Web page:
Research for infection protection

Tuberculosis

What is tuberculosis?

When referring to tuberculosis, a distinction must first be made between a latent tuberculosis infection (LTBI) and active tuberculosis. People with LTBI do not have symptoms and are not contagious but may develop active tuberculosis under certain conditions. In around 80 % of cases, active tuberculosis affects the lungs, but it can also attack other organs such as liver, spleen or kidneys.

Only people with active pulmonary tuberculosis can infect other people. The term "open  tuberculosis" is used if the site of infection is associated with the airways.

The World Health Organization (WHO) estimates that approximately 10 million people contract tuberculosis every year, and around 1.5 million people die every year as a result. In 2019, the most infections worldwide were recorded in Southeast Asia (44 %), Africa (25 %), the Western Pacific region (18 %) and the Eastern Mediterranean (8.2 %). The figures in America (2.9 %) and Europe (2.5 %) were significantly lower. At country level, India was the worst affected country in 2019 with 26 % of all tuberculosis cases.

Although it has been possible to reduce the number of deaths from tuberculosis by as much as 14 % from 2015 to 2019, antibiotic-resistant pathogens are still a major cause for concern.

 

Which pathogens can cause tuberculosis?

The most common cause of tuberculosis infection in humans is mycobacteria of the species Mycobacterium tuberculosis. The M. tuberculosis complex also includes other species of mycobacteria, although they only play a minor role in the incidence of the disease in humans. Moreover, people are the only reservoir for M. tuberculosis. The disease can only be transmitted by those infected with open pulmonary tuberculosis. Infection occurs primarily via droplets and aerosols, which are inhaled.

 

Who falls ill with tuberculosis?

Following contact with the pathogen, most of those infected (85-95 %) only experience an asymptomatic primary infection and do not fall ill with tuberculosis requiring treatment throughout their life. In otherwise healthy people, the immune system can usually combat the bacteria or encapsulate infected areas. These people have LTBI, which can, however, develop into active tuberculosis (reactivation). The risk of active tuberculosis (both primary and reactivated) is particularly high in immunocompromised people (particularly those with HIV) and people with risk factors such as smoking, diabetes, malnutrition, or high alcohol consumption. Even though most people develop active tuberculosis within the first two years after the initial infection, reactivation can still occur decades later.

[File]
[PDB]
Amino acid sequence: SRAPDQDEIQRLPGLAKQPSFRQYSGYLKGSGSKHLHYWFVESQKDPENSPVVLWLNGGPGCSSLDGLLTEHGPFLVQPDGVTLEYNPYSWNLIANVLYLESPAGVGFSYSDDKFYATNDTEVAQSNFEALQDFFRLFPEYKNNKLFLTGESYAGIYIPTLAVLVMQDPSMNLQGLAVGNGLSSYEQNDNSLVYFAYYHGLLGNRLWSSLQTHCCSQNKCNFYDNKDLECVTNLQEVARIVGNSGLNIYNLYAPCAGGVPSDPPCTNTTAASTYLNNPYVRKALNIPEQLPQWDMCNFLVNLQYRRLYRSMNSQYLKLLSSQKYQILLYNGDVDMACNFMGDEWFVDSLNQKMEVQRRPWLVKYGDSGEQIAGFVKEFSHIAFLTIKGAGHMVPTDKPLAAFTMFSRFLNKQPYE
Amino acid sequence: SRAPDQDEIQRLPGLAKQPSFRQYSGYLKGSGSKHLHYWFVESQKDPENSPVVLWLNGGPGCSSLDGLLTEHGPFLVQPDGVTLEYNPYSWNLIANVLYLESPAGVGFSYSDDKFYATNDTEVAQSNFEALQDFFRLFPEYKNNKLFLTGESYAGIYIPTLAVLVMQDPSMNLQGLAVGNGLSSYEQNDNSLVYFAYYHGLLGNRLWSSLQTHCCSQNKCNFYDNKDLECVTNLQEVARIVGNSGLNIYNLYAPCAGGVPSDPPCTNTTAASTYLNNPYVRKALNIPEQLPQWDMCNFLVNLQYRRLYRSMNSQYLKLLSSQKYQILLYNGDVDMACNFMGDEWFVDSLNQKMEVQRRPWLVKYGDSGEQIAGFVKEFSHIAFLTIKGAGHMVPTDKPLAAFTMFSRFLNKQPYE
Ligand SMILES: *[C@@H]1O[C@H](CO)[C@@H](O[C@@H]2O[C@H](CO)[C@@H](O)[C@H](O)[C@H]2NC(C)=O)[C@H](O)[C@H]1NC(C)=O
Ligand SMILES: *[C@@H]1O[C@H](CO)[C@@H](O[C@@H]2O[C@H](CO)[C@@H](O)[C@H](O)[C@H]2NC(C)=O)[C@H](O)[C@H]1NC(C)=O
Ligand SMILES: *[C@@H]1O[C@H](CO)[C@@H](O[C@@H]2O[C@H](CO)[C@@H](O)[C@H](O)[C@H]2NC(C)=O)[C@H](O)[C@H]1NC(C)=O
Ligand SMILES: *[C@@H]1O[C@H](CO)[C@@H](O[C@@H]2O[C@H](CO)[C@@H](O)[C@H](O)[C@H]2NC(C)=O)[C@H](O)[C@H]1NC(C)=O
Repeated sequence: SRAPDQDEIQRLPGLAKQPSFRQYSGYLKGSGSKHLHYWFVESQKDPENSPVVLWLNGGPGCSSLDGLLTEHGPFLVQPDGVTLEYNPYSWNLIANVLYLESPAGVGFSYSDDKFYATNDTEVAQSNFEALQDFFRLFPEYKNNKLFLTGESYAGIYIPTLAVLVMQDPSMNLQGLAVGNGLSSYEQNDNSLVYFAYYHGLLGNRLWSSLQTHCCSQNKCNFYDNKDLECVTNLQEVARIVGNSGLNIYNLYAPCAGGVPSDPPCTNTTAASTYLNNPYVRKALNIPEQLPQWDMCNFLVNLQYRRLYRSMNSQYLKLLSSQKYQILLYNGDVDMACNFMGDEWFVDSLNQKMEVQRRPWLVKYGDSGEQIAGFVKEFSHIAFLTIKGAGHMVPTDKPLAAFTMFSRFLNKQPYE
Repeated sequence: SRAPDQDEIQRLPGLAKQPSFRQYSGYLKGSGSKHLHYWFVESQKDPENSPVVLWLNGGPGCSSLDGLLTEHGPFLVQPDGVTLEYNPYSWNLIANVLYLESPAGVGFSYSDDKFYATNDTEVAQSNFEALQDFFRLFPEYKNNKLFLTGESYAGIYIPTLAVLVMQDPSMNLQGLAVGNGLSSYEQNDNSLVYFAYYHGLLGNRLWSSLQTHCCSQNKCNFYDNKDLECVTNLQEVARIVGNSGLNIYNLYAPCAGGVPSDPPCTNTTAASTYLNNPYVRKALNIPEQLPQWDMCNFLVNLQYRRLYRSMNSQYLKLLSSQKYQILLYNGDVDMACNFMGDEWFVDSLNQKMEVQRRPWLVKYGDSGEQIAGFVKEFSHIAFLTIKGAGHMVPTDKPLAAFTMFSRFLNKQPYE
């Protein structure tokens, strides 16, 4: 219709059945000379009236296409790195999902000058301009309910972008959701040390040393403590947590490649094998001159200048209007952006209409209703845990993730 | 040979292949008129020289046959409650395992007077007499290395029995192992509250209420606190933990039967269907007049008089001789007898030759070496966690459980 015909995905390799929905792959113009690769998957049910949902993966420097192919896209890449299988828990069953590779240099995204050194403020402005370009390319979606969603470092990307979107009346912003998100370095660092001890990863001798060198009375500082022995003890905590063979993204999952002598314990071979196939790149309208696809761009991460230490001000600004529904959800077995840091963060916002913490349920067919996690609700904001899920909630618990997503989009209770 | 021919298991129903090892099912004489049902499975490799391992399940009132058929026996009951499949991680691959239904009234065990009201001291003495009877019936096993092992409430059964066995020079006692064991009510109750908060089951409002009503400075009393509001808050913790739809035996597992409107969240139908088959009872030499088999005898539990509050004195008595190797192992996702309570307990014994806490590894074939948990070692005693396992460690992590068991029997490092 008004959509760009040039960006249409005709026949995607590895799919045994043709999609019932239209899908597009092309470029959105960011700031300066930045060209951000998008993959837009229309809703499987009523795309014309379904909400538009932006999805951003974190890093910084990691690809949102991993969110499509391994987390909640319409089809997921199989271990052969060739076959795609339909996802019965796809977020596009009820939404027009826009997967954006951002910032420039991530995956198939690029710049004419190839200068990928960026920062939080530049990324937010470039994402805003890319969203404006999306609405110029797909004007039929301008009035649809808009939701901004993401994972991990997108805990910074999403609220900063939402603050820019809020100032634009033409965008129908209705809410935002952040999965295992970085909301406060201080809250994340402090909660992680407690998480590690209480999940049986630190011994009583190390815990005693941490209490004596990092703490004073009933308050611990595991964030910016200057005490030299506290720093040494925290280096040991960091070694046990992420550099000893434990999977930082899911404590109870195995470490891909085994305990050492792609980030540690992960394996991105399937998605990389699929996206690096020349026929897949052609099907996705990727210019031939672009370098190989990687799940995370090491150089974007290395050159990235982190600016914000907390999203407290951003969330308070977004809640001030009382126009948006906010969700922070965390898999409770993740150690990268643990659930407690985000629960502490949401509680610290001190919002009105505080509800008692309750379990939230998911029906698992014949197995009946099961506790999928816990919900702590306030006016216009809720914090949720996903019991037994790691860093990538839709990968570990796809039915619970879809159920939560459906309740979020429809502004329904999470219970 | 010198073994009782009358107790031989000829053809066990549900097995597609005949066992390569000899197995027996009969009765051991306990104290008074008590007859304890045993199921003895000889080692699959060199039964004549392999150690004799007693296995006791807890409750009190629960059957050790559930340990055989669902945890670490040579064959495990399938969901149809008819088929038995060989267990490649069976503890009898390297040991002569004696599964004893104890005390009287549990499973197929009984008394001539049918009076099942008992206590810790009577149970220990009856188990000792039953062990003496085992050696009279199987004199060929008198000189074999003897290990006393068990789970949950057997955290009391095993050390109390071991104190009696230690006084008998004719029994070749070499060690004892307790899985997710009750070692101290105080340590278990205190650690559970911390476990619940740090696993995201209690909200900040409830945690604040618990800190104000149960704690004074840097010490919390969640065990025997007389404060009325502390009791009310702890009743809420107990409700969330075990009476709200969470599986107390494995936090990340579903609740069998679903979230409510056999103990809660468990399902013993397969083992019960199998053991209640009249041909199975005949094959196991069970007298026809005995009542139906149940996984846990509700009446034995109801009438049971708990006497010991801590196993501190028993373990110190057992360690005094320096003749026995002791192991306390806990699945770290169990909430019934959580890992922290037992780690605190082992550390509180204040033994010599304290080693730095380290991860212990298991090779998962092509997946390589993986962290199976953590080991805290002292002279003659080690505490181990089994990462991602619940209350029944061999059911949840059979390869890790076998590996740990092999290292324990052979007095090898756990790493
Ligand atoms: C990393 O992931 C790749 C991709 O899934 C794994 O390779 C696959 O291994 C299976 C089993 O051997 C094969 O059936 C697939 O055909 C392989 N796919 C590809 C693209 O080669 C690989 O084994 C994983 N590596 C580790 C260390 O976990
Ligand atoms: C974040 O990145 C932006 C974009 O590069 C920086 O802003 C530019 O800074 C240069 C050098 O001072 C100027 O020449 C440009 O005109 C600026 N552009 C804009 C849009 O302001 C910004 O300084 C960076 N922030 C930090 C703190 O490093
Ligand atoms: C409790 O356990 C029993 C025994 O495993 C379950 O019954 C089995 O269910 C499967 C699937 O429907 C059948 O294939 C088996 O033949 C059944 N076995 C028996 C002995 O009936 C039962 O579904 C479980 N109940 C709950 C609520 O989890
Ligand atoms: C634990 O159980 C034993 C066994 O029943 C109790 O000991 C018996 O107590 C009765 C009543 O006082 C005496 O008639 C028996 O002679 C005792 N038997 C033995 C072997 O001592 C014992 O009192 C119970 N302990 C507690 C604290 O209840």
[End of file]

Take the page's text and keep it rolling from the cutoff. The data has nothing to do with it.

What symptoms occur with tuberculosis?

The cardinal symptom of pulmonary tuberculosis is a cough with or without sputum, which can also be bloody, although this is less common than usually assumed. In addition, chest pain and respiratory distress may occur as well as various non-specific general symptoms. Pulmonary tuberculosis does not have a clear set of symptoms, which makes it significantly harder to diagnose.

The symptoms of tuberculosis in other organs differ according to the location. In rare cases – primarily in immunocompromised people and in infants and toddlers – the pathogens can even spread via the blood and attack other organs as well as the brain. In this case, usually severe disease symptoms occur (high fever, respiratory disorder, etc.).

 

How is tuberculosis treated?

Active tuberculosis is always treated with a combination of different antibiotics over several months. This approach is used to prevent selection of resistant bacteria and capture dormant pathogens. Antibiotic resistance is an obstacle to successful treatment. While the rate of resistance is low in people born in Germany, it occurs more frequently in people born in the Commonwealth of Independent States (CIS), for example.

People with LTBI can receive preventive treatment with antibiotics if the risk of active tuberculosis is high.

 

How can tuberculosis be prevented?

WHO takes three main approaches to preventing tuberculosis: preventing the development of active infections from LTBI, preventing transmission by means of infection control and performing vaccinations.

Preventive treatment plays a significant role, particularly in people with HIV, household contacts of those with active pulmonary tuberculosis and high-risk groups.

In addition to diagnosing and isolating those infected, cough etiquette, hand hygiene, respiratory protection and room ventilation are among the measures recommended to prevent transmission of M. tuberculosis.

Tuberculosis vaccination is based on a live attenuated vaccine with Bacillus Calmette-Guérin, another pathogen of the M. tuberculosis complex. However, it has only limited efficacy und is not recommended in countries with decreasing incidence such as Germany.


Sources:
Federal Ministry of Health. Mycobacterium tuberculosis – Stellungnahmen des Arbeitskreises Blut des Bundesministeriums für Gesundheit [Mycobacterium tuberculosis – statements from the Blood Working Gorup of the Federal Ministry of Health]. Federal Health Gazette 2018; 61: 100–115. (last reviewed on 20 January 2021)
Robert Koch Institute. RKI-Ratgeber Tuberkulose [RKI (Robert Koch Institute) guide on tuberculosis]. As at: 21 February 2013.
World Health Organization. WHO guidelines on tuberculosis infection prevention and control: 2019 update. (last reviewed on 20 January 2021)
World Health Organization. Tuberculosis. (last reviewed on 20 January 2021)
World Health Organization. Global Tuberculosis Report 2020. (last reviewed on 20 January 2021)